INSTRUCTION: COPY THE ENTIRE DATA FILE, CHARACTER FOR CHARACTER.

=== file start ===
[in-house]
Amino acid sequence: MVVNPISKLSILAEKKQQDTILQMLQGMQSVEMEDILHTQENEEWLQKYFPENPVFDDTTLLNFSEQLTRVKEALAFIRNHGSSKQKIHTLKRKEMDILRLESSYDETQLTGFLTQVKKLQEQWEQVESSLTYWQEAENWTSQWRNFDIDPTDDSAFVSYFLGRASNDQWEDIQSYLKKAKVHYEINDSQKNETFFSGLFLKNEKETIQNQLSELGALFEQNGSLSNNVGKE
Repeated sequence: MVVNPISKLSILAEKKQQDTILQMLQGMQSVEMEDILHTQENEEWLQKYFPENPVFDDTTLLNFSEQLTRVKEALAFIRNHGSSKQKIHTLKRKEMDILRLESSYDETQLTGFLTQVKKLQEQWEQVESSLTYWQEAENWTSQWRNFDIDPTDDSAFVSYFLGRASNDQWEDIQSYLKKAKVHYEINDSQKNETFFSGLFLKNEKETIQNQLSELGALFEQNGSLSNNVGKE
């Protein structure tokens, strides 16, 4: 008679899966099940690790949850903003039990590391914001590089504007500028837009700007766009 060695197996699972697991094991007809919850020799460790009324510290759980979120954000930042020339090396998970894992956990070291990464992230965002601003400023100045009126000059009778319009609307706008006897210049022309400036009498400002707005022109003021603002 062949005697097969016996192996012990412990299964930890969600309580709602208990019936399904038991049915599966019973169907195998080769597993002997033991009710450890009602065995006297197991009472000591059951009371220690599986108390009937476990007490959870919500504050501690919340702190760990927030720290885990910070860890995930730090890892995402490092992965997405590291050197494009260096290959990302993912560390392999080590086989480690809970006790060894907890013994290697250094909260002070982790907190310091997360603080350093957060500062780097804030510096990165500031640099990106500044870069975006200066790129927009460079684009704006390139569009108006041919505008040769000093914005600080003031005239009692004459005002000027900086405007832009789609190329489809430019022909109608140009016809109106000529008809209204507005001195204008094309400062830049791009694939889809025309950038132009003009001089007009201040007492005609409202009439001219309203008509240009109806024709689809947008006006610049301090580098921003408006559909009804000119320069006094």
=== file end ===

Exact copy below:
[in-house]
Amino acid sequence: MVVNPISKLSILAEKKQQDTILQMLQGMQSVEMEDILHTQENEEWLQKYFPENPVFDDTTLLNFSEQLTRVKEALAFIRNHGSSKQKIHTLKRKEMDILRLESSYDETQLTGFLTQVKKLQEQWEQVESSLTYWQEAENWTSQWRNFDIDPTDDSAFVSYFLGRASNDQWEDIQSYLKKAKVHYEINDSQKNETFFSGLFLKNEKETIQNQLSELGALFEQNGSLSNNVGKE
Repeated sequence: MVVNPISKLSILAEKKQQDTILQMLQGMQSVEMEDILHTQENEEWLQKYFPENPVFDDTTLLNFSEQLTRVKEALAFIRNHGSSKQKIHTLKRKEMDILRLESSYDETQLTGFLTQVKKLQEQWEQVESSLTYWQEAENWTSQWRNFDIDPTDDSAFVSYFLGRASNDQWEDIQSYLKKAKVHYEINDSQKNETFFSGLFLKNEKETIQNQLSELGALFEQNGSLSNNVGKE
């Protein structure tokens, strides 16, 4: 008679899966099940690790949850903003039990590391914001590089504007500028837009700007766009 060695197996699972697991094991007809919850020799460790009324510290759980979120954000930042020339090396998970894992956990070291990464992230965002601003400023100045009126000059009778319009609307706008006897210049022309400036009498400002707005022109003021603002 062949005697097969016996192996012990412990299964930890969600309580709602208990019936399904038991049915599966019973169907195998080769597993002997033991009710450890009602065995006297197991009472000591059951009371220690599986108390009937476990007490959870919500504050501690919340702190760990927030720290885990910070860890995930730090890892995402490092992965997405590291050197494009260096290959990302993912560390392999080590086989480690809970006790060894907890013994290697250094909260002070982790907190310091997360603080350093957060500062780097804030510096990165500031640099990106500044870069975006200066790129927009460079684009704006390139569009108006041919505008040769000093914005600080003031005239009692004459005002000027900086405007832009789609190329489809430019022909109608140009016809109106000529008809209204507005001195204008094309400062830049791009694939889809025309950038132009003009001089007009201040007492005609409202009439001219309203008509240009109806024709689809947008006006610049301090580098921003408006559909009804000119320069006094």